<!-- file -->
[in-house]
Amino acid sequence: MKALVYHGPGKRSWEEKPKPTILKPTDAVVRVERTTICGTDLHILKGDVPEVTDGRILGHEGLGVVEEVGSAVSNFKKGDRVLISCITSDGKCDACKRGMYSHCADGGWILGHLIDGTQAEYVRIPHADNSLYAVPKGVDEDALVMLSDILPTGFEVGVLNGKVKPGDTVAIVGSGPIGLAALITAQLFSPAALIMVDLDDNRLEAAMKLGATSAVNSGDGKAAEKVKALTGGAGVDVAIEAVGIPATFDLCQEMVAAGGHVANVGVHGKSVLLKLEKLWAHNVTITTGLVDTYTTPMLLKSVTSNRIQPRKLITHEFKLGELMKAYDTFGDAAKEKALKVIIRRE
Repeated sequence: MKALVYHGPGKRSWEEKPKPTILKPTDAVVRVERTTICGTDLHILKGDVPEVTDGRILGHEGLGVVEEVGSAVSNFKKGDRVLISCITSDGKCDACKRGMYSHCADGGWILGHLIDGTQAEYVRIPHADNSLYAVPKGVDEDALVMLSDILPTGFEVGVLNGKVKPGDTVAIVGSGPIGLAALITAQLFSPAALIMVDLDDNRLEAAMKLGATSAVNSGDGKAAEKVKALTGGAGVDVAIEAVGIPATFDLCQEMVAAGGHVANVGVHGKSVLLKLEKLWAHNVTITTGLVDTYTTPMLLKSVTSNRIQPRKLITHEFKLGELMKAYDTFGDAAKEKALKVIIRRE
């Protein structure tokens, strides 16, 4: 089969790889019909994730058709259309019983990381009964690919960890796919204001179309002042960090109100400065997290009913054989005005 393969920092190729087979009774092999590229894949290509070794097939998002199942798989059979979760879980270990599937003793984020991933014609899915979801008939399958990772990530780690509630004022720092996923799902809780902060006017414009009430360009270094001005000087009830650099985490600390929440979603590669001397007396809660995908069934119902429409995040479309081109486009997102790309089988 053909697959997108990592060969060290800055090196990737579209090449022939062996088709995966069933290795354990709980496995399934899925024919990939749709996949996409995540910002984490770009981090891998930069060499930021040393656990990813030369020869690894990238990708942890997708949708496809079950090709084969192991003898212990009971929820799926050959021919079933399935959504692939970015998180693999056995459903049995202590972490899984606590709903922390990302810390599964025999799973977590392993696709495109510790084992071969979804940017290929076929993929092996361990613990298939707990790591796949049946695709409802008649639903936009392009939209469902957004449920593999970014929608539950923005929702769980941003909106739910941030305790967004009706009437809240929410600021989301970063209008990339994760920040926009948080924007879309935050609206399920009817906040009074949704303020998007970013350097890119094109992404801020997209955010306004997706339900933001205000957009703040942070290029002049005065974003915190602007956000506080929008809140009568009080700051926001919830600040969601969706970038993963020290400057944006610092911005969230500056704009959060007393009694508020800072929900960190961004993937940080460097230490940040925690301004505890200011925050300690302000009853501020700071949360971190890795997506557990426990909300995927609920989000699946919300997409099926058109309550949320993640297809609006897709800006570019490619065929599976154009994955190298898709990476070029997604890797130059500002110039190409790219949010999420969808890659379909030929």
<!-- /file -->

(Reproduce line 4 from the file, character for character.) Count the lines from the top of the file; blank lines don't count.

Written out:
């Protein structure tokens, strides 16, 4: 089969790889019909994730058709259309019983990381009964690919960890796919204001179309002042960090109100400065997290009913054989005005 393969920092190729087979009774092999590229894949290509070794097939998002199942798989059979979760879980270990599937003793984020991933014609899915979801008939399958990772990530780690509630004022720092996923799902809780902060006017414009009430360009270094001005000087009830650099985490600390929440979603590669001397007396809660995908069934119902429409995040479309081109486009997102790309089988 053909697959997108990592060969060290800055090196990737579209090449022939062996088709995966069933290795354990709980496995399934899925024919990939749709996949996409995540910002984490770009981090891998930069060499930021040393656990990813030369020869690894990238990708942890997708949708496809079950090709084969192991003898212990009971929820799926050959021919079933399935959504692939970015998180693999056995459903049995202590972490899984606590709903922390990302810390599964025999799973977590392993696709495109510790084992071969979804940017290929076929993929092996361990613990298939707990790591796949049946695709409802008649639903936009392009939209469902957004449920593999970014929608539950923005929702769980941003909106739910941030305790967004009706009437809240929410600021989301970063209008990339994760920040926009948080924007879309935050609206399920009817906040009074949704303020998007970013350097890119094109992404801020997209955010306004997706339900933001205000957009703040942070290029002049005065974003915190602007956000506080929008809140009568009080700051926001919830600040969601969706970038993963020290400057944006610092911005969230500056704009959060007393009694508020800072929900960190961004993937940080460097230490940040925690301004505890200011925050300690302000009853501020700071949360971190890795997506557990426990909300995927609920989000699946919300997409099926058109309550949320993640297809609006897709800006570019490619065929599976154009994955190298898709990476070029997604890797130059500002110039190409790219949010999420969808890659379909030929």